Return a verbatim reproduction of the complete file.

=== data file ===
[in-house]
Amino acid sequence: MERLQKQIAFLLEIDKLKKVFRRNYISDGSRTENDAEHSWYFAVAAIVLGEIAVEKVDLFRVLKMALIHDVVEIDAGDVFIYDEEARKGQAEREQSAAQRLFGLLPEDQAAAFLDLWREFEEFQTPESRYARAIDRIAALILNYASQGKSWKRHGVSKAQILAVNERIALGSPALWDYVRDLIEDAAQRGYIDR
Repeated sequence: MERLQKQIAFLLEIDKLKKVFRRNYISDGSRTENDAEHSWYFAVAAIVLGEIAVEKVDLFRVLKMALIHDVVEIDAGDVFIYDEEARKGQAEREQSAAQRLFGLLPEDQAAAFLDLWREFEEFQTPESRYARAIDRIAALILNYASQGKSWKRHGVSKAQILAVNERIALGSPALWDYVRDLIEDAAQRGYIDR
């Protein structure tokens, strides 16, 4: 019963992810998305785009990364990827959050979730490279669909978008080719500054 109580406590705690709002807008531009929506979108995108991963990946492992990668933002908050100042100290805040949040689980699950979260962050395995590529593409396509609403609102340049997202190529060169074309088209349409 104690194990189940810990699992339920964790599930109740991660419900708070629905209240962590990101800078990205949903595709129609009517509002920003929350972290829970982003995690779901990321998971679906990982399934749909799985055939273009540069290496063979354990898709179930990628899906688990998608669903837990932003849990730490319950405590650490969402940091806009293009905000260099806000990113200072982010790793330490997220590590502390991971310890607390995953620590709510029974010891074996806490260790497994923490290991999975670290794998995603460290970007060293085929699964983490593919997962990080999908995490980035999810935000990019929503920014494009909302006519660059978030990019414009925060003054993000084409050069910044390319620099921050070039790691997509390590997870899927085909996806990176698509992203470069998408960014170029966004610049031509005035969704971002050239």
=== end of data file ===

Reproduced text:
[in-house]
Amino acid sequence: MERLQKQIAFLLEIDKLKKVFRRNYISDGSRTENDAEHSWYFAVAAIVLGEIAVEKVDLFRVLKMALIHDVVEIDAGDVFIYDEEARKGQAEREQSAAQRLFGLLPEDQAAAFLDLWREFEEFQTPESRYARAIDRIAALILNYASQGKSWKRHGVSKAQILAVNERIALGSPALWDYVRDLIEDAAQRGYIDR
Repeated sequence: MERLQKQIAFLLEIDKLKKVFRRNYISDGSRTENDAEHSWYFAVAAIVLGEIAVEKVDLFRVLKMALIHDVVEIDAGDVFIYDEEARKGQAEREQSAAQRLFGLLPEDQAAAFLDLWREFEEFQTPESRYARAIDRIAALILNYASQGKSWKRHGVSKAQILAVNERIALGSPALWDYVRDLIEDAAQRGYIDR
């Protein structure tokens, strides 16, 4: 019963992810998305785009990364990827959050979730490279669909978008080719500054 109580406590705690709002807008531009929506979108995108991963990946492992990668933002908050100042100290805040949040689980699950979260962050395995590529593409396509609403609102340049997202190529060169074309088209349409 104690194990189940810990699992339920964790599930109740991660419900708070629905209240962590990101800078990205949903595709129609009517509002920003929350972290829970982003995690779901990321998971679906990982399934749909799985055939273009540069290496063979354990898709179930990628899906688990998608669903837990932003849990730490319950405590650490969402940091806009293009905000260099806000990113200072982010790793330490997220590590502390991971310890607390995953620590709510029974010891074996806490260790497994923490290991999975670290794998995603460290970007060293085929699964983490593919997962990080999908995490980035999810935000990019929503920014494009909302006519660059978030990019414009925060003054993000084409050069910044390319620099921050070039790691997509390590997870899927085909996806990176698509992203470069998408960014170029966004610049031509005035969704971002050239």